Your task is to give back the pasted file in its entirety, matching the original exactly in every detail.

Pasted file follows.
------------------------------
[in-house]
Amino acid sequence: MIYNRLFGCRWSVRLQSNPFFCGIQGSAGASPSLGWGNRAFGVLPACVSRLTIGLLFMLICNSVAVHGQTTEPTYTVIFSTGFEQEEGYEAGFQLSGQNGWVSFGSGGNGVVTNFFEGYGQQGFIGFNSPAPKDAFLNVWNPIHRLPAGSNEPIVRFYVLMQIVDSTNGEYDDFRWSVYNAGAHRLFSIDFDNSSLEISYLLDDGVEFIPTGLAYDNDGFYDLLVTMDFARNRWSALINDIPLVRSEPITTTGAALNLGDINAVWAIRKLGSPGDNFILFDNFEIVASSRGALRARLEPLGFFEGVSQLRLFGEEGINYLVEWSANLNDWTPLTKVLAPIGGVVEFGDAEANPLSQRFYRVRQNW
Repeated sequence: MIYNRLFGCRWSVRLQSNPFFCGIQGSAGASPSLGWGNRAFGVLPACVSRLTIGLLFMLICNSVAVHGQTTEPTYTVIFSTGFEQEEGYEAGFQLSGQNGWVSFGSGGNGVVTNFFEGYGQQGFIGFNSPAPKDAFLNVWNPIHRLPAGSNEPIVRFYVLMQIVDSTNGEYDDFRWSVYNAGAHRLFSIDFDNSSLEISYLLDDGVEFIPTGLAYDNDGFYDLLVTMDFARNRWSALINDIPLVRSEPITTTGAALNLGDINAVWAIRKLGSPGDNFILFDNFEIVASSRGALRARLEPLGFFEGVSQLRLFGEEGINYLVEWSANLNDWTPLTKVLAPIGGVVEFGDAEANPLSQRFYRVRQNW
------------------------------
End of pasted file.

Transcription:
[in-house]
Amino acid sequence: MIYNRLFGCRWSVRLQSNPFFCGIQGSAGASPSLGWGNRAFGVLPACVSRLTIGLLFMLICNSVAVHGQTTEPTYTVIFSTGFEQEEGYEAGFQLSGQNGWVSFGSGGNGVVTNFFEGYGQQGFIGFNSPAPKDAFLNVWNPIHRLPAGSNEPIVRFYVLMQIVDSTNGEYDDFRWSVYNAGAHRLFSIDFDNSSLEISYLLDDGVEFIPTGLAYDNDGFYDLLVTMDFARNRWSALINDIPLVRSEPITTTGAALNLGDINAVWAIRKLGSPGDNFILFDNFEIVASSRGALRARLEPLGFFEGVSQLRLFGEEGINYLVEWSANLNDWTPLTKVLAPIGGVVEFGDAEANPLSQRFYRVRQNW
Repeated sequence: MIYNRLFGCRWSVRLQSNPFFCGIQGSAGASPSLGWGNRAFGVLPACVSRLTIGLLFMLICNSVAVHGQTTEPTYTVIFSTGFEQEEGYEAGFQLSGQNGWVSFGSGGNGVVTNFFEGYGQQGFIGFNSPAPKDAFLNVWNPIHRLPAGSNEPIVRFYVLMQIVDSTNGEYDDFRWSVYNAGAHRLFSIDFDNSSLEISYLLDDGVEFIPTGLAYDNDGFYDLLVTMDFARNRWSALINDIPLVRSEPITTTGAALNLGDINAVWAIRKLGSPGDNFILFDNFEIVASSRGALRARLEPLGFFEGVSQLRLFGEEGINYLVEWSANLNDWTPLTKVLAPIGGVVEFGDAEANPLSQRFYRVRQNW